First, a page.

“It does not seem that remediation requirements were the primary constraint getting in the way of college credit accumulation for students,” the paper said.

The study found no statistically significant impact from SAILS either on the proportion of students earning an associate degree or certificate within two years.

Likewise, despite the positive impact on students’ perceptions of math, there was no difference in math performance for students just above and below the remediation cutoff (according to an assessment and survey the researchers conducted with roughly 16,000 Tennessee seniors enrolled at high schools that administered SAILS).

That finding implies that the Tennessee program’s high school math remediation course “had little impact on students’ math achievement over and above the high school math course they would have taken otherwise.”

Remedial Reform as One Piece of Puzzle

In recent years, much of the energy around attempting to improve developmental education success rates has focused on an approach called corequisite remediation.

This method seeks to reduce the time and delay created by remedial requirements by allowing students to take college-level gateway courses in math and English at the same time they complete remedial course work, ideally with enhanced student supports, such as additional tutoring. California, Florida and Texas have pushed corequisite remediation at the state level, as have many community colleges around the country.

The new paper said both corequisite programs and ones like SAILS, which eliminate prerequisite remedial requirements by moving remediation to high school, seem to allow community college students to enroll in college-level, credit-bearing math more quickly and to accumulate an additional 1.5 college courses by the end of their second year.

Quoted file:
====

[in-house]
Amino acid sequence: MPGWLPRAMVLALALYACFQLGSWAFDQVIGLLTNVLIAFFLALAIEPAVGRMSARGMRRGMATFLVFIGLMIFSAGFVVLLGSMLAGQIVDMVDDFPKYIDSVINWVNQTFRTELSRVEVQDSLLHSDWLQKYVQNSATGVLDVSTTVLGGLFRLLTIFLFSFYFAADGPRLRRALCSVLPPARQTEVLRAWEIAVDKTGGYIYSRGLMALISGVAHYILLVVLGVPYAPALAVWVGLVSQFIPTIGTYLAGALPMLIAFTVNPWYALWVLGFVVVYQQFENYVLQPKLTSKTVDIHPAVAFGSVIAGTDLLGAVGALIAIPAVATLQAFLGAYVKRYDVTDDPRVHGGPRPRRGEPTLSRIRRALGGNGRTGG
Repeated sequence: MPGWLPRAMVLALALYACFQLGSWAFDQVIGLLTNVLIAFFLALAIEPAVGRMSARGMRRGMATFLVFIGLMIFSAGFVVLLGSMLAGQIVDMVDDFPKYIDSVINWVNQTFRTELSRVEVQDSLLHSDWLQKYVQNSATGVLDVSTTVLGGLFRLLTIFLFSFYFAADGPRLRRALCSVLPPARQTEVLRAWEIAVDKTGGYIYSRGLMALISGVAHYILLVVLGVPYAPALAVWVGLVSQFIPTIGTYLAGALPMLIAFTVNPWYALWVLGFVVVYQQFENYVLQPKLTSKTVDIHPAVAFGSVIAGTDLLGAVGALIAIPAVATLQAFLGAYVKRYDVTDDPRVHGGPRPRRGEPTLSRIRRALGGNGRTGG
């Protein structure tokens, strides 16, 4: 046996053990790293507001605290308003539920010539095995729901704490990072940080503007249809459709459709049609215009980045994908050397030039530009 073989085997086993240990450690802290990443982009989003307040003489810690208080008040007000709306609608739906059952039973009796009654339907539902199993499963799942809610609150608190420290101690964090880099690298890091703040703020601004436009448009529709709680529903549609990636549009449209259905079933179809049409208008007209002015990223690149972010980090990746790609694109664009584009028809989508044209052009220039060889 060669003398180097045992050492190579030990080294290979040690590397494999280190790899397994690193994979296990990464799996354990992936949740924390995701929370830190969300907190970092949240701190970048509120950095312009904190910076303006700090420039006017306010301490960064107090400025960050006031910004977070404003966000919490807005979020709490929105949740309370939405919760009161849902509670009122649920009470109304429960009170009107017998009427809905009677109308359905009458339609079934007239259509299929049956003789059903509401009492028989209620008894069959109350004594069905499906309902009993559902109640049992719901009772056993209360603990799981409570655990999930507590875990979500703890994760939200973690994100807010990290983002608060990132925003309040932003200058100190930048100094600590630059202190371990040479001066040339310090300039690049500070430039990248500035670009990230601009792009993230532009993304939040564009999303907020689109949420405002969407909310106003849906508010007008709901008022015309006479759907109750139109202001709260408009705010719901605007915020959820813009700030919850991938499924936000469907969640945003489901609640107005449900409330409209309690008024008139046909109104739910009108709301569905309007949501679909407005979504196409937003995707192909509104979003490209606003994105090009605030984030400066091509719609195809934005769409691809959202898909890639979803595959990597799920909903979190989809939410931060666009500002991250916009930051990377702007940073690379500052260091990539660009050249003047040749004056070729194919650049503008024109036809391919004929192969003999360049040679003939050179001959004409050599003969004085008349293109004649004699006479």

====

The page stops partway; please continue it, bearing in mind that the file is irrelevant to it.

“However, such findings also suggest that the prerequisite remediation requirement is not the primary barrier to credit accumulation and degree completion for many students -- since, if it were, we would have expected a larger burst of credit accumulation than the single course,” the paper said. “Because the SAILS course was modeled on the course delivered in community colleges, our findings raise doubts about the impact of those courses in remediating students’ math skills as well.”

The researchers said student success efforts should include attempts to alleviate other barriers to graduation, through better college advising, clearer course progression, so-called meta majors featuring common course requirements for first-year students and other promising, research-backed interventions.

Kane also said the findings do not suggest that SAILS and other, similar programs should be abandoned. In fact, the paper suggests that perhaps math remediation should be moved to earlier in high school.

“It may be that starting in 12th grade is too late,” Kane said.

The paper pointed to the positive impacts of a ninth-grade, double-period algebra course used in the Chicago Public Schools, which resulted in bumps to test scores, high school graduation rates and the likelihood of students enrolling in college.

In addition, the study said that the self-paced, hybrid online approach of SAILS could be revisited with an eye to improving its effectiveness with low-achieving students.

“Boosting degree completion will require a more effective model of math remediation -- either in high school or college -- or the elimination of other barriers to completion, such as inadequate advising or the level of math required in gateway college courses,” the paper concluded.